Sekova Grecian, made in Japan (although the exact provenance is not known) and imported into the USA by U.S. Musical Merchandise of New York City.
Of course what makes the guitar so spectacularly bizarre and/or wonderful is that it sports SIX pickups, albeit six individual string pickups, i.e. a one for each string. You might think that makes it effectively a one-pickup guitar, but something else is going on here; just witness the number of switches and volume and tone pots. The Grecian is actually wired for stereo with the signals from the 3 bass strings and the 3 treble strings being separated. It's a nice idea, but quite crude compared to latter-day stereo guitar innovations, e.g. the Kramer Ripley guitar or the Gittler guitar where the output from individual strings can be panned wherever desired in the stereo spectrum.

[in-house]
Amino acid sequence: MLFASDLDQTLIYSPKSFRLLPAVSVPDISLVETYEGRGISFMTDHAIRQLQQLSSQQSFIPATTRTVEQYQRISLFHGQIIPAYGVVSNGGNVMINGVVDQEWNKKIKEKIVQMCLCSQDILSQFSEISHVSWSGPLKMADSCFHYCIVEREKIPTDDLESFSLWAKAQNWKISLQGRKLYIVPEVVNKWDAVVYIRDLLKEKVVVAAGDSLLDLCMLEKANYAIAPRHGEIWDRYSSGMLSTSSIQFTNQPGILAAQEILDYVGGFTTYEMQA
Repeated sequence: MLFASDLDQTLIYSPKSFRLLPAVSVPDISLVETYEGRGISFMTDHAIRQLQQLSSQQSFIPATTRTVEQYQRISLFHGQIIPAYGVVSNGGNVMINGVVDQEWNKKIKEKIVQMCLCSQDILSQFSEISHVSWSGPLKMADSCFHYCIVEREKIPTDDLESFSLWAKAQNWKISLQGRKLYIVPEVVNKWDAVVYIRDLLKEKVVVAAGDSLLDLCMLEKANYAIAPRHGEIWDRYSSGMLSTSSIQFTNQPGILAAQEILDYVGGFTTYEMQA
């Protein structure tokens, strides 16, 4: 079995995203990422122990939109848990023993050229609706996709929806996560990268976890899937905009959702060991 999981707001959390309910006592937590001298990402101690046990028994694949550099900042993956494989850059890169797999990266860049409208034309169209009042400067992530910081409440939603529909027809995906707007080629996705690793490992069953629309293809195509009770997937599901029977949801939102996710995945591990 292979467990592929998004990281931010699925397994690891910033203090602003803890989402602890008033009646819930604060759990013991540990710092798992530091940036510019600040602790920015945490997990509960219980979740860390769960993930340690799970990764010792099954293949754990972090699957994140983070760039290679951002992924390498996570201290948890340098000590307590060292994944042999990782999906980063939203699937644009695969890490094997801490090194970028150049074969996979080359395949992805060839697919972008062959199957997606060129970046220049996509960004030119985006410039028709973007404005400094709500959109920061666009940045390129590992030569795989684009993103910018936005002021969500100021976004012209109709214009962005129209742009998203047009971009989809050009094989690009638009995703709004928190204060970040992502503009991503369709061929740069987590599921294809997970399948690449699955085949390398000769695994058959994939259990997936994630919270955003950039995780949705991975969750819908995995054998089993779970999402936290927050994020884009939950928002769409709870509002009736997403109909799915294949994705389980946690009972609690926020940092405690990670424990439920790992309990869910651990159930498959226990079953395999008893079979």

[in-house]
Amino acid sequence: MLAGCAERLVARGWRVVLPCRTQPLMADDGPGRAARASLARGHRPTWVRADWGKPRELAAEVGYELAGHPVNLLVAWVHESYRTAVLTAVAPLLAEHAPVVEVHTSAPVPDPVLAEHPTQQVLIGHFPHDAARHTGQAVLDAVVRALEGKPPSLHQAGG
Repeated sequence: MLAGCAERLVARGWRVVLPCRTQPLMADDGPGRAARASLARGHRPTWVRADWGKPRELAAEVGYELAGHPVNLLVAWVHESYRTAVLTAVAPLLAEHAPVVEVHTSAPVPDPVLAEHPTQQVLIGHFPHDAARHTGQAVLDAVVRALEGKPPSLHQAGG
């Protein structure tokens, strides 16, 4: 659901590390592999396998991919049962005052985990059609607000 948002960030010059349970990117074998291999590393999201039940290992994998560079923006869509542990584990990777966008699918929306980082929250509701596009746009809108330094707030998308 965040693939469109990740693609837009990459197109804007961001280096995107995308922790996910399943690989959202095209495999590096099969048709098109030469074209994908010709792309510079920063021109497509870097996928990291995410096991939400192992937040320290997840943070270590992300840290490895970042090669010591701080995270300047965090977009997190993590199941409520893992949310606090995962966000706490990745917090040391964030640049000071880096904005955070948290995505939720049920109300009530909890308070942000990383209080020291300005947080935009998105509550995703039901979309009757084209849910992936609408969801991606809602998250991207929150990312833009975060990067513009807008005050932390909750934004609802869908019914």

My Rare Guitars, Michael Wright ("The Different Strummer") commented:
As cool as it looks, this Grecian formula sucks big time. The stereo idea wasn’t terrible, but you always had to have two amps to take advantage of it. Plus, the coils are just not big enough to crank out much sound and, like so many Japanese guitars from this era, the wiring is extremely thin and the pots are crummy, so you’re lucky if the thing plays.The example pictured about is currently being auctioned on eBay with a starting price of $295. Thanks to Steve C for bringing this guitar to my attention.
G L Wilson
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